Ex-NYC cop becomes SHS assistant principal

September 23, 2010 — by Rohan Rajeev
Cerbone

Cerbone.jpg

After attending grade school in New York City, Cerbone continued his studies at the University of Wyoming on a football scholarship. His college years behind him, he headed back to the city to start his career as a law enforcement officer—more specifically, an undercover narcotics officer.

“I’ve seen some pretty horrific things in that job. I can’t even tell those stories to students,” he said, somewhat seriously. “That job shaped me, and it shaped how I see the world.”

After fulfilling his duty as a narcotics cop and having loved his time working as a coach, Cerbone moved into teaching and administration. His first job was teaching physical education in the Bronx in New York. After working there, he became an assistant principal, frequently moving around. During his five years as an administrator, he got the opportunity to learn about himself and grow as a person.

“I think I bring a diversity of experiences in many degrees, coming from the real world,” he said. “I do think I am good at giving advice. I’ve been to the real world and back, and from that I’ve taken on a more realistic point-of-view on subjects than before.”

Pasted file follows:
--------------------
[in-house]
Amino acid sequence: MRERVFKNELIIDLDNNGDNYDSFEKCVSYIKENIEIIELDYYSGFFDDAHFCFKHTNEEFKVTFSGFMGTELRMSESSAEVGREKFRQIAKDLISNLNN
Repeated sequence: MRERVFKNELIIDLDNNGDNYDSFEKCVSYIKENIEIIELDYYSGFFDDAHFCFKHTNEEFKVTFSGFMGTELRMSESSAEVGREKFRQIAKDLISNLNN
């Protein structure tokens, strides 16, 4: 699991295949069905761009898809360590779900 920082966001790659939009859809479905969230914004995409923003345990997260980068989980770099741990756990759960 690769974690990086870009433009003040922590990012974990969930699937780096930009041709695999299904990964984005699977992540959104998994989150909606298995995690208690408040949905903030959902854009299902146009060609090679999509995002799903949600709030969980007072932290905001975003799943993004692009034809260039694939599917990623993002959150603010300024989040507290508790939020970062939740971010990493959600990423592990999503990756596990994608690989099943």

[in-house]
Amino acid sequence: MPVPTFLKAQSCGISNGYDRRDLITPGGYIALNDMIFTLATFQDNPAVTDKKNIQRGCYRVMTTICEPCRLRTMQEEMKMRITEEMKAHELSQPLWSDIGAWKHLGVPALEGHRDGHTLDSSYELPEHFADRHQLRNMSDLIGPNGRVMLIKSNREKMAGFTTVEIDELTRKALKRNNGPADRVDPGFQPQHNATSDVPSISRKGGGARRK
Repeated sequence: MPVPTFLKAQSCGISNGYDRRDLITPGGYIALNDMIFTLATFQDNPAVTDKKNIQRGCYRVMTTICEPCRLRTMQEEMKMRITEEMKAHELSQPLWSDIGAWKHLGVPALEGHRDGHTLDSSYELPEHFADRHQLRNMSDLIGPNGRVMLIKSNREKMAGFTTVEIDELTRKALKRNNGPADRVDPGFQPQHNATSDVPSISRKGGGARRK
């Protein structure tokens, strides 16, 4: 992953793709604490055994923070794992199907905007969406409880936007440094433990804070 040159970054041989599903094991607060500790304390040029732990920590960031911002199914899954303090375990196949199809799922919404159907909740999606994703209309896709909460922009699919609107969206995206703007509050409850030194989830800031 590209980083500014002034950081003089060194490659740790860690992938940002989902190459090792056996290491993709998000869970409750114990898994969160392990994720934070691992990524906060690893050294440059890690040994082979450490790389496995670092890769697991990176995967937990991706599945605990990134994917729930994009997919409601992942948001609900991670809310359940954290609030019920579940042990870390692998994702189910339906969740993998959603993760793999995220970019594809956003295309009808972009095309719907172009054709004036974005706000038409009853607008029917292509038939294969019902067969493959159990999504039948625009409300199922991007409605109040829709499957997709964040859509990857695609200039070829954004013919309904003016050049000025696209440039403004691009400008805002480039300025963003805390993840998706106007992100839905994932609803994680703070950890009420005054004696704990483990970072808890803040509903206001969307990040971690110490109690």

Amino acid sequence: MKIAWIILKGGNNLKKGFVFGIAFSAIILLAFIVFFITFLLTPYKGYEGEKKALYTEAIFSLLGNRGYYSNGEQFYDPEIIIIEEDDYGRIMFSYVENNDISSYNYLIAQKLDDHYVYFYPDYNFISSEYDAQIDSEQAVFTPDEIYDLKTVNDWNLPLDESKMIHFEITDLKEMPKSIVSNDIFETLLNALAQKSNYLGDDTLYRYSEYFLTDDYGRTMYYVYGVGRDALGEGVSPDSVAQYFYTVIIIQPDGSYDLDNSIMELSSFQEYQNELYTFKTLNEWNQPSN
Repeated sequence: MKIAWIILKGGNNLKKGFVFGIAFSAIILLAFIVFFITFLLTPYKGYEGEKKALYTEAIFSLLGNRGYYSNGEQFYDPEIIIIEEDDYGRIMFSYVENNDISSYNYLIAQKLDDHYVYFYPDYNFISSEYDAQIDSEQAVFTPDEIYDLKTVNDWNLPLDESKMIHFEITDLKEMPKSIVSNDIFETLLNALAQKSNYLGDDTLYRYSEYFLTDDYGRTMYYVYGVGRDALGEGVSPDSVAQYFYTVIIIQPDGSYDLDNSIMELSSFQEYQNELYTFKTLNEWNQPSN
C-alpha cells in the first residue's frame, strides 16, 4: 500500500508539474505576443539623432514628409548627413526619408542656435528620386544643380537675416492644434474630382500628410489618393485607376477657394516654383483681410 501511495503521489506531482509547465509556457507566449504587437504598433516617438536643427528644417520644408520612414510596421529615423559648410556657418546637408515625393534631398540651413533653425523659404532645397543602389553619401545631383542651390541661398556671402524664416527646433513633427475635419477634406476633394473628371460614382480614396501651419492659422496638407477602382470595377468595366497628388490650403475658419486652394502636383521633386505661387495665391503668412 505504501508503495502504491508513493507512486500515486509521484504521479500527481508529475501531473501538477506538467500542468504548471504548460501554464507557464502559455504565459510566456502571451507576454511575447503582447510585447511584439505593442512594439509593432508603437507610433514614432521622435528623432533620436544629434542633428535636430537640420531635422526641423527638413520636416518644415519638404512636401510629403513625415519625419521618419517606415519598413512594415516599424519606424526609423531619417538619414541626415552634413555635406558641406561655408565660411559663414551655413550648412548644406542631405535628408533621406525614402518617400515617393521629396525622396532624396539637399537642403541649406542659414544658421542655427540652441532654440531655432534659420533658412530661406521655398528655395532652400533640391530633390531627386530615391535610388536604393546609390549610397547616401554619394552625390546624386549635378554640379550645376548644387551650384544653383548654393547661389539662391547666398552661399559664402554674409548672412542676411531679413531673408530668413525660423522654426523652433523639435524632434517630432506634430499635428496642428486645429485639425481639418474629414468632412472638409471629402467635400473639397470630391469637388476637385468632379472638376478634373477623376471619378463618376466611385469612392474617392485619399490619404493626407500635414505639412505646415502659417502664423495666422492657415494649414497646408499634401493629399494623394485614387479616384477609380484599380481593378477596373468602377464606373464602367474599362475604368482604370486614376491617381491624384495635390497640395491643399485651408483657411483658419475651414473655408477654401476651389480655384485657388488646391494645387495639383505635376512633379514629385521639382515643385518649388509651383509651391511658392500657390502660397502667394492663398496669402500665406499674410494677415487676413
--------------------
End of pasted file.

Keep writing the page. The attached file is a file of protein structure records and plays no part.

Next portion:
He has also learned to be straight in his dealings with students and parents.

“I think that one word that could be used to describe me after these years in school administration and my whole life in general would be integrity,” he said. “Sometimes, people don’t even want to hear what I have to say.”

Along with a unusual background, Cerbone is a unique individual in the world of school administrators in a few ways. One of them is that he owns two wolves as pets.

The two wolves are rescued animals. The male wolf’s name is Tatanka, which, in the language of Lakota Sioux, means “Buffalo.” He picked up Sioux phrases such as this during his time on a South Dakotan Indian reserve. The female wolf is “Lupa,” which is Italian for “female wolf.”His pets are just one important joy in his life. He has joys that make his role feel worthwhile to him.

“My favorite part about this job at other schools, in general, was seeing struggling kids graduate,” Cerbone said. “I felt like I played a role in the child’s success; it’s always a proud moment.”

To achieve this reward, he must love and be committed to his job. One good example of this love for his job is that he must drive over 90 miles every morning to get to school from his home in Petaluma. He hopes to move closer one of these days.

“The reason I took this job was because I thought it was a beautiful school,” he said, smiling. “There are great students, great teachers, and it’s a very welcoming place.”

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